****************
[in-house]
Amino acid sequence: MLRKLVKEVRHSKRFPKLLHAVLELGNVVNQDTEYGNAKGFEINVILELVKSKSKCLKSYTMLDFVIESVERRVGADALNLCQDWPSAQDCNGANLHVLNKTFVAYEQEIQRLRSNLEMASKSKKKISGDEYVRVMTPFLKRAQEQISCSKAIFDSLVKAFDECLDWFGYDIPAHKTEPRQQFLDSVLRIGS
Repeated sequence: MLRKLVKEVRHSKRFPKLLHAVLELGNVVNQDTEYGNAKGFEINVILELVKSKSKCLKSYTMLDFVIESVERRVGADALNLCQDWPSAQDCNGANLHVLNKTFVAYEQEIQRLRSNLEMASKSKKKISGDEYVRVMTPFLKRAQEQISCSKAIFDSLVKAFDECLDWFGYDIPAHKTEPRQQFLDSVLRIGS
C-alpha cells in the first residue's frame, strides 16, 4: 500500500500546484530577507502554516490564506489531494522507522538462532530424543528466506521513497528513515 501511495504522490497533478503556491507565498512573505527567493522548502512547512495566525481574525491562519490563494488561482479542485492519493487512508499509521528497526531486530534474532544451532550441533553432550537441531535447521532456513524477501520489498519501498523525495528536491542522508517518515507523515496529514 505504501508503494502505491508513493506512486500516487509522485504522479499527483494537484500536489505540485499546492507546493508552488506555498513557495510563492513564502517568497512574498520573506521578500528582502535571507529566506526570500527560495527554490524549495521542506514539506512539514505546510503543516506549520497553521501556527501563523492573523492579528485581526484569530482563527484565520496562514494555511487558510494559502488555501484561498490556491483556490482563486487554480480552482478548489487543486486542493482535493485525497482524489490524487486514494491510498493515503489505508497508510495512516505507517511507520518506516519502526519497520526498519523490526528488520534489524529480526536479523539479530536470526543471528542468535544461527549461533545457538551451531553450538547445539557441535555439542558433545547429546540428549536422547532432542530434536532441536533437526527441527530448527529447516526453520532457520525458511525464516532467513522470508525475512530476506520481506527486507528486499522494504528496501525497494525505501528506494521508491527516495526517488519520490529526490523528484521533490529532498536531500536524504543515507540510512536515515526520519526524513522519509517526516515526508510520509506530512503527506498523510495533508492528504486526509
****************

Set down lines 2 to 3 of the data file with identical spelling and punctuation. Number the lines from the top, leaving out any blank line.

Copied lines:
Amino acid sequence: MLRKLVKEVRHSKRFPKLLHAVLELGNVVNQDTEYGNAKGFEINVILELVKSKSKCLKSYTMLDFVIESVERRVGADALNLCQDWPSAQDCNGANLHVLNKTFVAYEQEIQRLRSNLEMASKSKKKISGDEYVRVMTPFLKRAQEQISCSKAIFDSLVKAFDECLDWFGYDIPAHKTEPRQQFLDSVLRIGS
Repeated sequence: MLRKLVKEVRHSKRFPKLLHAVLELGNVVNQDTEYGNAKGFEINVILELVKSKSKCLKSYTMLDFVIESVERRVGADALNLCQDWPSAQDCNGANLHVLNKTFVAYEQEIQRLRSNLEMASKSKKKISGDEYVRVMTPFLKRAQEQISCSKAIFDSLVKAFDECLDWFGYDIPAHKTEPRQQFLDSVLRIGS